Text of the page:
His parting advice to VCs:
1. Being honest. It’s tempting to use a convenient excuse, but you and the entrepreneur are both better off if you are upfront and honest. Yeah, you risk alienating some entrepreneurs but if they don’t respect you’re attempt to be honest then they you probably wouldn’t have worked well together anyway.And, for entrepreneurs:
2. Being specific. To the extent that you can be specific, you owe entrepreneurs the real reasons for why you are saying “no”. Not only is this the right, professional thing to do, but it will also help force you to make sure you are making the right decision.
3. Being quick. A fast “no” is much better than a long draw out “no”, both for the entrepreneur and for you.
Thanks, this has been helpful. Let’s talk if we raise another round. If properly done, my experience is that the majority of entrepreneurs will react this way to a “no”. For starters, entrepreneurs are generally good salespeople and they realize that if one customer has an objection, similar customers are likely to have the same objection. Thus the more feedback they can get on their funding pitch, even if it’s negative, the better off they are. In addition, if the entrepreneur feels that the feedback they get is thoughtful they usually appreciate that someone took the time to seriously think about their business. Finally, most entrepreneurs, like VCs, never want to preclude the possibility of a future investment so they do what they can to leave the door open in the future.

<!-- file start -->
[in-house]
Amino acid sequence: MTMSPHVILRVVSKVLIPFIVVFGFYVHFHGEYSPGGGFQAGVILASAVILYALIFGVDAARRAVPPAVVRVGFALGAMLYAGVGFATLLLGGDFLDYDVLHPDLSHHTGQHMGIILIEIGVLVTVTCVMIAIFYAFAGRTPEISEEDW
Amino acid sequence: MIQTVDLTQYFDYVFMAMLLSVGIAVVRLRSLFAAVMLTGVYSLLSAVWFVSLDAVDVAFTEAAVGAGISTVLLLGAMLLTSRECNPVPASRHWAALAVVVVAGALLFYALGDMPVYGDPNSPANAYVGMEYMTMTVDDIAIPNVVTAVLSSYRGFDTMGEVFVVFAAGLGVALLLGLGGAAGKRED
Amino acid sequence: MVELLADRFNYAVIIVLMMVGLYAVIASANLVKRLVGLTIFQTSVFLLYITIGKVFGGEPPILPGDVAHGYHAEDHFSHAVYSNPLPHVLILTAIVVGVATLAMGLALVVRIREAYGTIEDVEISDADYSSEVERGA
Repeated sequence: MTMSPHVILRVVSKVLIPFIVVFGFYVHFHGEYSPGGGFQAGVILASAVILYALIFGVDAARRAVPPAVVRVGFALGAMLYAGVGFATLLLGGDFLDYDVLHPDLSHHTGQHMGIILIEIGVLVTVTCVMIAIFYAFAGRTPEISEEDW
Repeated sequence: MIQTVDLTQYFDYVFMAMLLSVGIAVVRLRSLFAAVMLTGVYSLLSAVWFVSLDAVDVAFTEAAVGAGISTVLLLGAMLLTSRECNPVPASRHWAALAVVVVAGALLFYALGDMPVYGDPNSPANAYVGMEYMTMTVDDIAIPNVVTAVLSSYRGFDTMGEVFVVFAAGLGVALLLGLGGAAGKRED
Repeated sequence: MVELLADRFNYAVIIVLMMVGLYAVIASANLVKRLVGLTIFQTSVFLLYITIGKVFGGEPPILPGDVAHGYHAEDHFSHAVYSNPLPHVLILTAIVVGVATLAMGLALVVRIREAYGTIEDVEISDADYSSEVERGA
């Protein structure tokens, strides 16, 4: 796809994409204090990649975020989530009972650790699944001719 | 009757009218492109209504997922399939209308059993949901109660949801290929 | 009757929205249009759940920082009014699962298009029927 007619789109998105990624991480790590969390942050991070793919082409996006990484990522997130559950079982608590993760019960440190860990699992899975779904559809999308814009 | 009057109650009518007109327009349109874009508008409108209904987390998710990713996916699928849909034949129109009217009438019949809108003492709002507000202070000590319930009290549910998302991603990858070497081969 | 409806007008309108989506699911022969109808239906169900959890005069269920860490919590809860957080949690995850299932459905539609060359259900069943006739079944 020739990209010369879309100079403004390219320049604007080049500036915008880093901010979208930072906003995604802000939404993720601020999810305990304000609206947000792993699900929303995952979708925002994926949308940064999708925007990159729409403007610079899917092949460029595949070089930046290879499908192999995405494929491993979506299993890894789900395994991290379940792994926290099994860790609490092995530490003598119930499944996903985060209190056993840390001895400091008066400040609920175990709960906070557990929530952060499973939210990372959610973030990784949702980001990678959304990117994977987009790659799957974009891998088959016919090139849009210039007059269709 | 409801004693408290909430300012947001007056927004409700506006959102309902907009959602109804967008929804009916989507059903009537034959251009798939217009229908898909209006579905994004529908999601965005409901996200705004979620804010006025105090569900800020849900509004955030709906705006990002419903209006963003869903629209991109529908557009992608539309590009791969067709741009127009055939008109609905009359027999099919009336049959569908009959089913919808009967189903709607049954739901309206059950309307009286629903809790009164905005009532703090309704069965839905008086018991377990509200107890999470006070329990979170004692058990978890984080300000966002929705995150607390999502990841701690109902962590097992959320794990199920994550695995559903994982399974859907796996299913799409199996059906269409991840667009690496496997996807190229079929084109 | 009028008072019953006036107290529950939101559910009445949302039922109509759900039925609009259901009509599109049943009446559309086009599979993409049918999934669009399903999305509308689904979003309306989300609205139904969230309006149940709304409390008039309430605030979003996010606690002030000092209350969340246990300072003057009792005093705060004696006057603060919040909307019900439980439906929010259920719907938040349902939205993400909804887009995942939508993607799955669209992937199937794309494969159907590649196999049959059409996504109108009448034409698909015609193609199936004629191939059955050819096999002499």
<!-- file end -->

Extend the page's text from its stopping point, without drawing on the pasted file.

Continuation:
Arun Natarajan is the Editor of TSJ Media, which tracks venture capital activity in India and Indian-founded companies worldwide. View sample issues of TSJ Media's Venture Intelligence India newsletters and reports.